One of the people I admire most about his ability to create and maintain a clear vision about what he wants and where his business—our company—is going is our CEO, Dustin Hillis. He articulates the vision, he shares it appropriately, he generates enthusiasm around the vision from key-stakeholders and implementers, and no matter what, he maintains a “find a way, not an excuse” mentality. You should have seen our company pivot in March of 2020 when the world seemed to be turned upside-down with no end in sight.
At any rate, I admit, I sometimes struggle with clarity of vision. It can be a challenge for me to not only to create a strong, specific vision but even more challenging to hold on to it through the bumps along the way. However, in working with a client yesterday and talking about vision, we had a little a-ha moment. A simple a-ha, but a powerful one nonetheless.
Your vision is really like the trip you want to take, allegorically, of course. For example, my family and I road-tripped from our old home in Salem, OR to our new home in North Fort Myers, FL. We had a final address in mind. We also had several planned stops along the way from Chicago, to Macomb, then to Nashville, and onto Orlando even before we made it to North Fort Myers.
Like any road trip, you may find your vision must have elements that are negotiable, malleable, and flexible, even if not by choice; while other parts are anchored and unwavering. Sometimes your hand becomes forced and you must call an audible—like that time our Suburban’s oil pump failed and we added an unexpected stop in Jackson, Michigan as we were forced to grab a hotel for a night to figure out what was wrong with our rig.
Other legs of your journey are unwavering—you are going to find a way to be there no matter what, even if it’s by tow truck which was how we unceremoniously arrived in Macomb. Sometimes you find that the metaphoric head-winds are in your favor and actually arrive ahead of schedule, like when we drove straight through what we planned as a three-day drive with multiple overnights, but the kids were doing so well in the car we kept going to make it to our first stop in Chicago inside of 36-hours.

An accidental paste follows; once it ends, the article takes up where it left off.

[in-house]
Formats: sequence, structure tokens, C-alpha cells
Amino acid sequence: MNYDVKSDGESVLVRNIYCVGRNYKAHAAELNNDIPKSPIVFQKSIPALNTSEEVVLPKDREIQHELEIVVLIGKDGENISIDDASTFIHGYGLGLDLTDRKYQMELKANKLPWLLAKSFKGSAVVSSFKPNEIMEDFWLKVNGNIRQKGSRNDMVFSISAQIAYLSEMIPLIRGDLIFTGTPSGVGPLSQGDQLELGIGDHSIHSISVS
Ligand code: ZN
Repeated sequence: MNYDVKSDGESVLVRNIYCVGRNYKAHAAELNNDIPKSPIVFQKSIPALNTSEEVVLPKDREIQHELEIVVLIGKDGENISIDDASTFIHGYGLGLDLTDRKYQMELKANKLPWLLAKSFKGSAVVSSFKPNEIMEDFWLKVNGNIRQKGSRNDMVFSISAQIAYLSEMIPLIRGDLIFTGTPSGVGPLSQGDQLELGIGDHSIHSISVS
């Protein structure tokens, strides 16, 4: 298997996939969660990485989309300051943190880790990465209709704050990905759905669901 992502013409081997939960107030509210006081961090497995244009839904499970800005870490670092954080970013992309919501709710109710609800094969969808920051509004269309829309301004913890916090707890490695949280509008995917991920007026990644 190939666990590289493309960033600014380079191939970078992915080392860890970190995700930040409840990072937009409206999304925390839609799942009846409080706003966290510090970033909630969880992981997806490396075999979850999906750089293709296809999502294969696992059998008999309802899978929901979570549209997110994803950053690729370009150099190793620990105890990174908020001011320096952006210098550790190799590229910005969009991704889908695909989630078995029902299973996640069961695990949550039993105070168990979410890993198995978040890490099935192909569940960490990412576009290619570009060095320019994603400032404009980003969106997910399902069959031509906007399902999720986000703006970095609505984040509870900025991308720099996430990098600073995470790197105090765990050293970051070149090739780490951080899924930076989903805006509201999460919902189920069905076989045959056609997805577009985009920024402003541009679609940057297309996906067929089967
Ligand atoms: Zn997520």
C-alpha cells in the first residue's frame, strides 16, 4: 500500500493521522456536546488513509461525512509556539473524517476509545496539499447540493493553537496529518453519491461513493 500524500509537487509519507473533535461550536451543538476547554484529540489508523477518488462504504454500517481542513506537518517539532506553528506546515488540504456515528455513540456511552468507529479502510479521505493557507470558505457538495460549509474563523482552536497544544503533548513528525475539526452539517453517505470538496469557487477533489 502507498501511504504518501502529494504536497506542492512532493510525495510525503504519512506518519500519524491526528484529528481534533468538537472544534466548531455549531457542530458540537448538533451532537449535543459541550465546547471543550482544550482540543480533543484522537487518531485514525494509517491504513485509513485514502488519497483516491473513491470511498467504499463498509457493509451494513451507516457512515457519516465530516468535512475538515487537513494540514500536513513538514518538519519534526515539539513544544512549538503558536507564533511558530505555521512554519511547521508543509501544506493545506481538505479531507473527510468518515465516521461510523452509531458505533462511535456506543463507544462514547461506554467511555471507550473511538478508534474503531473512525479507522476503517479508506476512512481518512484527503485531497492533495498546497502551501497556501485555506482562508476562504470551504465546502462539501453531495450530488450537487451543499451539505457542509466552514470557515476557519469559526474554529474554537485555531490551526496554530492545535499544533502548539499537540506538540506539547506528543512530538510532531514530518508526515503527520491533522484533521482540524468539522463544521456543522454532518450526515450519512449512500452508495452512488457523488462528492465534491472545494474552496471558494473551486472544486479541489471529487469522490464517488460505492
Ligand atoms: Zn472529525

What’s important with your vision journey is to be locked in and almost rigid when it comes to the components that are of significance. And at the same time, to be willing—almost expecting—to find a way around or through unexpected, unplanned redirections and blockages.
Several times on this eight week adventure we hit traffic; we crawled through construction zones; we even had to take a detour at least once. But none of these things meant we were cancelling the trip. Not one time, during these slow-downs did we even consider turning around and heading back. It simply meant, for us, that we had to navigate, to figure it out, to stay patient and to stay the course.
Ultimately, we knew the GPS would get us there even though neither my husband nor I had made this exact drive before. We knew that even if we veered off course, we had to tools to figure it out. We would find a way because we had to find a way. And so, too, with our vision. If it is one of true significance to us, turning back is not an option.
Slow down if you must. Detour if you must. But keep the destination in mind and continue driving.
 The Southwester Family of Company’s former Chairman of the Board, Spencer Hays, was known for saying “there are two times of people in this world, one that finds an excuse; and the other that finds a way. It doesn’t take guts, gumption or determination to find an excuse; anybody can locate one. It takes quality people to find a way over, under, around or right through any obstacle that stands in the way.”